5

Another solution:

z = 10
for x in range (z):
   y = z-x
   print y

Result:

10
9
8
7
6
5
4
3
2
1

Tip: If you are using this method to count back indices in a list, you will want to -1 from the 'y' value, as your list indices will begin at 0.

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3

The simple answer to solve your problem could be like this:

for i in range(100):
    k = 100 - i
    print(k)
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1

for var in range(10,-1,-1) works

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1

Short and sweet. This was my solution when doing codeAcademy course. Prints a string in rev order.

def reverse(text):
    string = ""
    for i in range(len(text)-1,-1,-1):
        string += text[i]
    return string    
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1

You can always do increasing range and subtract from a variable in your case 100 - i where i in range( 0, 101 ).

for i in range( 0, 101 ):
    print 100 - i
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0

I tried this in one of the codeacademy exercises (reversing chars in a string without using reversed nor :: -1)

def reverse(text):
    chars= []
    l = len(text)
    last = l-1
    for i in range (l):
        chars.append(text[last])
        last-=1

    result= ""   
    for c in chars:
        result += c
    return result
print reverse('hola')
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0

I wanted to loop through a two lists backwards at the same time so I needed the negative index. This is my solution:

a= [1,3,4,5,2]
for i in range(-1, -len(a), -1):
    print(i, a[i])

Result:

-1 2
-2 5
-3 4
-4 3
-5 1
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0

Oh okay read the question wrong, I guess it's about going backward in an array? if so, I have this:

array = ["ty", "rogers", "smith", "davis", "tony", "jack", "john", "jill", "harry", "tom", "jane", "hilary", "jackson", "andrew", "george", "rachel"]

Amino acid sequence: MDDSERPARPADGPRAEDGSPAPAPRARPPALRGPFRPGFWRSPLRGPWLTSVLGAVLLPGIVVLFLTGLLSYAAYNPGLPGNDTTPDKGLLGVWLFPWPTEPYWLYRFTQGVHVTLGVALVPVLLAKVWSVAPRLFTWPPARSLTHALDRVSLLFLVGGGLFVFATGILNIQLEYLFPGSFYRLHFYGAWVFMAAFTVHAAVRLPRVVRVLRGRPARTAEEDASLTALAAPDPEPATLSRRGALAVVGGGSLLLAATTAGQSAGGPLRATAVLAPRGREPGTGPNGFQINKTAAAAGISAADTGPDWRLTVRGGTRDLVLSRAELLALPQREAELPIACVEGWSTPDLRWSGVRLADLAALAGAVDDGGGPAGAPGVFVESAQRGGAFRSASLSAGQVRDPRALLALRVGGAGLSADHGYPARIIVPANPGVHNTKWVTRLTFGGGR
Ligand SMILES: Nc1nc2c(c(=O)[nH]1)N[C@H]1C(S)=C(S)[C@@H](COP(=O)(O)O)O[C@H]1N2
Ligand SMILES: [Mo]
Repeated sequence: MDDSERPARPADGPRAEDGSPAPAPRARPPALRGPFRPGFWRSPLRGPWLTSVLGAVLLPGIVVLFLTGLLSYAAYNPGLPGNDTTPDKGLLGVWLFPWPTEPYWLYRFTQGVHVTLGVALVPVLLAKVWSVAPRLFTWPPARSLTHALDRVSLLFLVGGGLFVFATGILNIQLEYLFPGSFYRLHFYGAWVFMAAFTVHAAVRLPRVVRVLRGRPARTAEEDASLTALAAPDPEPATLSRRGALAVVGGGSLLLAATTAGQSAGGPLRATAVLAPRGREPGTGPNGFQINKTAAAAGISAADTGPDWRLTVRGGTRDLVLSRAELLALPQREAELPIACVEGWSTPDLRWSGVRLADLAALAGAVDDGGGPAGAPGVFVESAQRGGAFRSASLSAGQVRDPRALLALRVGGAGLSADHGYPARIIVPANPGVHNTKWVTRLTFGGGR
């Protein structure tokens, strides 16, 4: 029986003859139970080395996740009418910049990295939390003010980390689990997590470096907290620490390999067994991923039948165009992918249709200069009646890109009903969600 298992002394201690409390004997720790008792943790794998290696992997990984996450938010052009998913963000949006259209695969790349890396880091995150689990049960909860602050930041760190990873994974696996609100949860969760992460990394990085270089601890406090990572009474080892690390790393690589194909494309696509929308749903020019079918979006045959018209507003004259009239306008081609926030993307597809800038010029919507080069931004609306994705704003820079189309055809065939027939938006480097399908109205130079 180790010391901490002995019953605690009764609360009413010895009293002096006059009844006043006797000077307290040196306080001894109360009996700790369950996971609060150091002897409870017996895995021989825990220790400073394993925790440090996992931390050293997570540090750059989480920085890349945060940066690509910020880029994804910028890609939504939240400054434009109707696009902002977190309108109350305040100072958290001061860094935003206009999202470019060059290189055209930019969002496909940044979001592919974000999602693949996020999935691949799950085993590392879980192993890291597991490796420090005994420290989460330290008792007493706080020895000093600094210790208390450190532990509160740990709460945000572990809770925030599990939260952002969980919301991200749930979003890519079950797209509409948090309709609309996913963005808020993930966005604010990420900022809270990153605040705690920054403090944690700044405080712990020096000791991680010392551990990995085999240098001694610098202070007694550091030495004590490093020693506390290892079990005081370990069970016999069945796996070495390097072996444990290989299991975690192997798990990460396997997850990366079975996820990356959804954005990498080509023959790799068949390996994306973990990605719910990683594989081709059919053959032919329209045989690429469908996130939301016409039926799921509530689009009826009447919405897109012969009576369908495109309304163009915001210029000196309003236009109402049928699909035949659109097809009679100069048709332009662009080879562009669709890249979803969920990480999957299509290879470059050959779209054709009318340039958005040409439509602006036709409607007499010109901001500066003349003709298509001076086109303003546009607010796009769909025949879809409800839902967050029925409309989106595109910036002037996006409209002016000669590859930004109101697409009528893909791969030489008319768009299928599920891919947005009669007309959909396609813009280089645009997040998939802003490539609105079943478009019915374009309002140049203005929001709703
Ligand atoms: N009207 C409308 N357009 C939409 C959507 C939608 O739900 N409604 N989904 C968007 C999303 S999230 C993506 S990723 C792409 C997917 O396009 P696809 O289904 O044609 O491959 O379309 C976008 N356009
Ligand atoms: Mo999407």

counter = 0   

for loop in range(len(array)):
    if loop <= len(array):
        counter = -1
        reverseEngineering = loop + counter
        print(array[reverseEngineering])
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  • It looks like your answer is the copy paste of the test you made. Please try to post a minimal example: the use of global and time is not relevant for the inital question. – Michael Doubez May 27 '19 at 21:06
-1

You can also create a custom reverse mechanism in python. Which can be use anywhere for looping an iterable backwards

class Reverse:
    """Iterator for looping over a sequence backwards"""
    def __init__(self, seq):
        self.seq = seq
        self.index = len(seq)

    def __iter__(self):
        return self

    def __next__(self):
        if self.index == 0:
            raise StopIteration
        self.index -= 1
        return self.seq[self.index]


>>> d = [1,2,3,4,5]
>>> for i in Reverse(d):
...   print(i)
... 
5
4
3
2
1
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-2
a = 10
for i in sorted(range(a), reverse=True):
    print i
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  • Welcome to Stack Overflow! Please consider editing your post to add more explanation about what your code does and why it will solve the problem. An answer that mostly just contains code (even if it's working) usually wont help the OP to understand their problem. – SuperBiasedMan Sep 22 '15 at 13:45
  • You realize that using sorted will needlessly store the entire list in memory, right? This is wasteful and is not feasible for large a. – Acumenus Dec 4 '16 at 23:28